You’ve probably been hearing a lot about workplace burnout lately.
Earlier this year, burnout was added to the World Health Organization’s list of official medical diagnoses. Burnout can occur when we face chronic work stress, explained David Ballard, senior director of the American Psychological Association’s Office of Applied Psychology. We are really only equipped to handle stress in short bursts — so when we face elevated levels of stress at work for a long time, we risk burning out.
“If it’s not managed effectively over time, it can affect job performance,” said Ballard. “It can leave one feeling exhausted, unmotivated and ineffective on the job. Job performance can also suffer.”
Managers and employees both play a role when it comes to identifying and managing burnout.
“Employees have to take steps to have effective coping skills to manage stress,” said Ballard. “Employers can work to create an environment that is conducive to healthy employees: identifying stressors and reducing and eliminating them when they can and making sure they have health and management resources.”
Here are some potential red flags that managers can look for:
First in, last out
There are going to be times when work requires long hours — but you can only burn the candle at both ends for so long.
“Pushing yourself for a few weeks is okay … but after a while it becomes really detrimental to your health and ability to do work at the same quality level,” said Leigh Stringer, author of “The Healthy Workplace.”
Managers need to set the tone when it comes to work-life balance. Don’t be afraid to stress the importance of having a life: ask about outside-of-work activities, offer flexible work arrangements to help navigate busy schedules, and exhibit the behavior you want to see.
“The key is communicating expectations,” Ballard said. “If you are in a senior leadership position and are putting in long hours into the evenings and weekends and that fits well for you, make sure you are clear with your employees what is expected of them.”
Everything is a priority
Workers who might be struggling with burnout could have a hard time prioritizing tasks.
“When somebody sees everything as being a really high priority, they don’t know what to minimize and they don’t know when to stop,” said Adam Goodman, director of the Center for Leadership at Northwestern University.
When giving a new task or project, managers should ask employees what else they have going on to make sure no one’s plate is getting too full and to help prioritize assignments.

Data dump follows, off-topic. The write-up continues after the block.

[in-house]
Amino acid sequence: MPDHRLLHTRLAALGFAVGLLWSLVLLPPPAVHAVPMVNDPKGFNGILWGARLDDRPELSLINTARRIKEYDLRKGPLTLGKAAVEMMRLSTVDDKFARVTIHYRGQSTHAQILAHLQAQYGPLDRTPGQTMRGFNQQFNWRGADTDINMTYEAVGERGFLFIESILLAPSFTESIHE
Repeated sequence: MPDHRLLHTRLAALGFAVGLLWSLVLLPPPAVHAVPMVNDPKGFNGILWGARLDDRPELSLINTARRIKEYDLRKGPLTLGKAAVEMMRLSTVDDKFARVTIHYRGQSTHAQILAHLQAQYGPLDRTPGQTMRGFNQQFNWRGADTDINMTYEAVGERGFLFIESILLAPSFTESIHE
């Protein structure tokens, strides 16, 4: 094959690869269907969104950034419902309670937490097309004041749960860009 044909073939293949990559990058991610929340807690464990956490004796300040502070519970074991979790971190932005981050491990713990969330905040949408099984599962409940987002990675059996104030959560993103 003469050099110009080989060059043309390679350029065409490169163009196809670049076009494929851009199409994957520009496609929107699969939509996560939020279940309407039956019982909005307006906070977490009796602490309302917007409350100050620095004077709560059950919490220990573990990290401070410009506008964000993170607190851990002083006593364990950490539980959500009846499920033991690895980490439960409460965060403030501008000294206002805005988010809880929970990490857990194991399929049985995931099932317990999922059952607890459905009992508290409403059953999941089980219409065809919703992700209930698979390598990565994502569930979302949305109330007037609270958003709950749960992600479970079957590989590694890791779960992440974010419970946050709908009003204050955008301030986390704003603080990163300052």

When a typically chatty employee who often participates in meetings and is engaged and enthusiastic suddenly becomes unmotivated and quieter, that person could be at risk for burnout.
“Their bodies are at work, but their heart and soul are not, and you are noticing a lower participation rate,” said Stringer.
How they describe their work can also be telling.
“If you ask how a project is going and normally they give you a full lowdown, and instead they’re now giving one-word answers … and seem completely disengaged with it, that is a sign a team member may experience burnout,” said Ben Fanning, author of “The Quit Alternative: The Blueprint for Creating the Job You Love Without Quitting.”
If you are sensing some distance from an employee, try pulling them aside and asking them to grab coffee or go for a walk. “Take them outside the throes of work and have an off-site discussion that shows you care about them as a person. Reaching out is very important,” said Stringer.
A sour apple all the time
Venting in the workplace is common — and sometimes helpful. But when a person becomes overly negative all the time without offering solutions, it could be a sign they are stuck in a rut, according to Fanning.
Also pay attention to any shifts in behavior.
For instance, if an employee is normally very cordial and patient with coworkers or customers, but is now frequently losing patience quickly, that can also be a sign of burnout, Fanning added.
Negative attitudes are contagious and can spread throughout an office and take a toll on productivity and engagement.
Fanning suggested taking a “set, achieve and celebrate” tactic in the office. This involves setting clear goals and once they are achieved, celebrating them. “A lot of managers don’t set a clear goal, they just want to achieve,” he said. And when it comes to celebrating, it doesn’t have to be a big office party. “Recognize the work or person in a team meeting. A little bit of recognition can really help out.”
We all make mistakes. But when they become repetitive it may signal a problem.
“If they keep making the same mistake frequently and they aren’t in the zone, that could be a sign of experiencing burnout,” said Fanning.
Other red flags are when people start having difficulty with concentration and have a harder time solving problems and issues with memory or making decisions, according to Ballard.
“If someone’s is work performance is slipping, it gives you the opportunity as manager to have a conversation and point to resources to help support,” he said.